2016 presidential election

W.Watkins

Much of the 2015 Louisiana political news was dominated by the guy who used to tell us, “I’ve got the job that I want,” as well as by those vying to take over that job.

Governor Bobby Jindal began the final year of his administration with a controversial prayer rally at LSU, where he declared, “We can’t just elect a candidate to fix what ails our country. We need a spiritual revival to fix what ails our country.”

But the rally was no fix for the state’s massive budget deficit. Neither was Jindal’s stance, based on his pledge to Grover Norquist.

S. Lincoln

Just when you thought it was safe not to mute the ads on TV, here we go again.

Qualifying for Louisiana’s March 5th presidential preference primary concludes today, with eight Democrats and thirteen Republicans signed up to compete thus far.

The eight Democrats include former U.S. Secretary of State Hillary Clinton, and Vermont Senator Bernie Sanders.

Wallis Watkins

“This is not my time.”

With those words, Louisiana Governor Bobby Jindal has ended his quest for the White House, a campaign that began with a rally in Kenner on June 24th.

“My name is Bobby Jindal,” he declared then, to cheers from the crowd. “I am governor of the great state of Louisiana, and I am running for President of the greatest country in the world—the United States of America!”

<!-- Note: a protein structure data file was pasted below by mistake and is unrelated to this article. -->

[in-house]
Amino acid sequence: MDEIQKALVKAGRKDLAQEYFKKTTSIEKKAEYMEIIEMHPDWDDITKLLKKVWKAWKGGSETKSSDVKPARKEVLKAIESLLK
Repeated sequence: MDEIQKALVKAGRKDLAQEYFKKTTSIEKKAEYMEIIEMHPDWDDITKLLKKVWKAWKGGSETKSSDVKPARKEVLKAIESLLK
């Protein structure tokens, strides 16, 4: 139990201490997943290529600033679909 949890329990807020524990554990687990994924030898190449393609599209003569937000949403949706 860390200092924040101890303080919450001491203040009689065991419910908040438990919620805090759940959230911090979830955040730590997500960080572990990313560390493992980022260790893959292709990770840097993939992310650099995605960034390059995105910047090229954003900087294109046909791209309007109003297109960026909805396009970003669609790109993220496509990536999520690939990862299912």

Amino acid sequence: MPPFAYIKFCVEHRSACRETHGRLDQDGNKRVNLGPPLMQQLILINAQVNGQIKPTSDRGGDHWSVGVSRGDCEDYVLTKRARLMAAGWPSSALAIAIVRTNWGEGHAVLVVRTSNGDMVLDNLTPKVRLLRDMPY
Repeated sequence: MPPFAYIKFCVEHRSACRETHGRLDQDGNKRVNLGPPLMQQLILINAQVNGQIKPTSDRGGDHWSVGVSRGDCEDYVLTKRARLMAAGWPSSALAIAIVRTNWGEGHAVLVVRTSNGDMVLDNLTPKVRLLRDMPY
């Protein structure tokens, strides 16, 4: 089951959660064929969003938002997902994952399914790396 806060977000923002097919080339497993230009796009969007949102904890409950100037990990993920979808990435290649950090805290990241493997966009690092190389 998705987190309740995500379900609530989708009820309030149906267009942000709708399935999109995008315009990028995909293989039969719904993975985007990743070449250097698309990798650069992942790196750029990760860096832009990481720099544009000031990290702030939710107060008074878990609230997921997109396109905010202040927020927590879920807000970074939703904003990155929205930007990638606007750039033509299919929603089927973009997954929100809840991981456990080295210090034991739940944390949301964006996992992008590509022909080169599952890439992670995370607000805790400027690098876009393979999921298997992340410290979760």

Last evening, Jindal’s announcement was much quieter, given during a one-on-one with Bret Baier on Fox News.

S. Lincoln

Governor Bobby Jindal is speaking at the Value Voters Summit in Washington, D.C., today. The event is put on by the Family Research Council, headed by former Baton Rouge state representative Tony Perkins. We can make an educated guess that he’ll talk about religious liberty, as he often has lately.

“The biggest discrimination going on is against Christian business owners and individuals who believe in traditional forms of marriage,” Jindal said during the CNN debate last week.

He’ll also likely urge, “Defund Planned Parenthood right now,” as he did during an appearance on a talk radio program in Iowa this week.

During that same conversation, Jindal suggested getting rid of Congress.

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It’s one of Governor Jindal’s favorite statistics, and one he’s sure to quote in tomorrow night’s debate on CNN: “We’ve actually cut our state budget 26 percent.”

Yet every time Bobby Jindal says it, State Treasurer John Kennedy cringes.

“It does bother me when the Governor says that,” Kennedy states. “It offends me because those aren’t the numbers.”

In fact, Kennedy says, the actual numbers show the opposite.

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